Ed immediately said, "Jenni, that woman is thinner than you. You are so large. You have really let yourself go." From the ground floor to level three, I felt as if I had gained twenty or thirty pounds. Have you ever gained weight while riding an elevator? If you have, then you must be familiar with one of Ed's favorite rules: "You must always be the thinnest person in any given place at any given time."
Ed has rules for everything. There are the wardrobe rules: "Your 'skinny' jeans must always fit your body loosely," and, "On the days that you binge, you must wear your baggy clothes." Then, there is the dining rule: "You must always eat less than the people you are dining with on any occasion." Your Ed may have slightly different rules for you, but one thing is for sure. He has rules, and he expects you to follow them.
What happens if you do not follow Ed's rules? When I don't obey Ed, he tells me that I am a worthless individual. He says, "If you don't do what I am saying, you will never be successful. People will just look down on you for your whole life. You will never realize your full potential."
On the other hand, if I listen to Ed and do what he says, he tells me, "You are so special. You are doing what 'normal' people can't do. You are a success. If you keep listening to me, your life will be wonderful. You will always be in control." In reality, you must remember who is really in control—Ed.
When you are trying to begin your separation from Ed, it is important that you first recognize Ed's rules in your life. You must be able to distinguish between standards that Ed holds for you and healthy boundaries that you set for yourself. You must realize that Ed's rules do not make sense. For instance, many of Ed's rules contradict each other. On one day, Ed tells you not to touch that ice cream or dare drink that soda. Then, the very next day, Ed says, "Eat that entire gallon of ice cream, and drink three cans of soda. Eat as much as you can until you feel sick." Ed's rules are designed to harm us.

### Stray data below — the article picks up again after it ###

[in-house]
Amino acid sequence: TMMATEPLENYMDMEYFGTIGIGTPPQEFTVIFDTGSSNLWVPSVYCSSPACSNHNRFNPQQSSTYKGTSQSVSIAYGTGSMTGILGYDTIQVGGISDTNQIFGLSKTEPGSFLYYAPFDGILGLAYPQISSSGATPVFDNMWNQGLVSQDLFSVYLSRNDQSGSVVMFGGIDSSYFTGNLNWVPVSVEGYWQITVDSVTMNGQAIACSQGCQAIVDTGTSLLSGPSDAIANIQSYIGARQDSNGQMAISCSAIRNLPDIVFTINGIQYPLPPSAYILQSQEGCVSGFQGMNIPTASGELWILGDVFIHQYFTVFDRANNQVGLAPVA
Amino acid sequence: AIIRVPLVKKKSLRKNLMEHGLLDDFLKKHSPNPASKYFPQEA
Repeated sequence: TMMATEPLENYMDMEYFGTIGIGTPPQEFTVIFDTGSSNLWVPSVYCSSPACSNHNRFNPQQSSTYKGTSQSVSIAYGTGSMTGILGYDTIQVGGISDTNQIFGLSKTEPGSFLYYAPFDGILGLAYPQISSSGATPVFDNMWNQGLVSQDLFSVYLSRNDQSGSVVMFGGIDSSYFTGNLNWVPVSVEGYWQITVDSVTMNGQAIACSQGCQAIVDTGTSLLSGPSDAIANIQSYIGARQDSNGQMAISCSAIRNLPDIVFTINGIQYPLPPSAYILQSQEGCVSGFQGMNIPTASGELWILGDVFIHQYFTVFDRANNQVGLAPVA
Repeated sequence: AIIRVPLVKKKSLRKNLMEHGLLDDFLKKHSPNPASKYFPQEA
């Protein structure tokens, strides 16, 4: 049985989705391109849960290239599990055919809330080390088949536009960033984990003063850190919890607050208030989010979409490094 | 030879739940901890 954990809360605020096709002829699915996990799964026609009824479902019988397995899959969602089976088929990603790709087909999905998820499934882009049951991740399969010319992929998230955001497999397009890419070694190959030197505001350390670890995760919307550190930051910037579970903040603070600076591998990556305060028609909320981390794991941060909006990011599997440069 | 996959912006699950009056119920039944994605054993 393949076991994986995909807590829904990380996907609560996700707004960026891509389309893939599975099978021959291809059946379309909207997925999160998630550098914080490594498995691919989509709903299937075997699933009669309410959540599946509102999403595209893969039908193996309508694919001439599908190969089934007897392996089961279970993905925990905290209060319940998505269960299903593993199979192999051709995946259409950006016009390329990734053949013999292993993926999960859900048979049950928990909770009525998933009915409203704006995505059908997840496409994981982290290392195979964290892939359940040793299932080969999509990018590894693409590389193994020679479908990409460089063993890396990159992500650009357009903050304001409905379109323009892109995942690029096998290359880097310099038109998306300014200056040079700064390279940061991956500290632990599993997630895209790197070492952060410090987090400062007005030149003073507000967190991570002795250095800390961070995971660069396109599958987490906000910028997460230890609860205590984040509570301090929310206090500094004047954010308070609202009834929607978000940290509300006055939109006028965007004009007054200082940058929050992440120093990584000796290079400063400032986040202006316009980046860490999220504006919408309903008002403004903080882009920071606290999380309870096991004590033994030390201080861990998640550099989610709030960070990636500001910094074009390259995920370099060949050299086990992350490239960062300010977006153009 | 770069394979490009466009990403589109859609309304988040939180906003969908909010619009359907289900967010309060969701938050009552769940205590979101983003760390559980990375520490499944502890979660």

After you are able to recognize Ed's rules in your life, you must try to disagree with and disobey them. Even if it seems impossible for you to actually disagree with one of Ed's rules, you must still try to disobey him. If you are able to break his rules no matter what, you are taking a huge step toward separating from Ed. Disobeying Ed means you are moving in the right direction. Don't expect it to be easy.
Ed still has his same old rules for me, but I do not have to follow them anymore. Today I act from a position of personal strength and positive self- esteem. I order what I really want to eat in a restaurant. I wear clothes that are comfortable and that I feel good in. And I can even ride up an elevator without going up a dress size.
Although I see Thom for "individual" therapy, there is a whole group of us in his office for each of my sessions. In fact, every place to sit in his office is occupied. Ed is sprawled out on the couch, while Thom and I sit in two cushioned chairs. And in the straight-back wooden chair sits Ms. Perfectionist, with perfect posture.
You see, Ed has many colleagues. Thom refers to one as the Should Monster, who tells me everything I should or should not have done in my life. I frequently hear the Timekeeper, who keeps a close eye on how I spend every minute of my day—making sure that each moment is spent productively. And I hear Ms. Perfectionist compromising to stay in line with the Timekeeper, promising she will make me perfect.
Excerpted from Life Without Ed by JENNI SCHAEFER THOM RUTLEDGE Copyright © 2004 by Jenni Schaefer. Excerpted by permission of McGraw-Hill. All rights reserved. No part of this excerpt may be reproduced or reprinted without permission in writing from the publisher.
Excerpts are provided by Dial-A-Book Inc. solely for the personal use of visitors to this web site.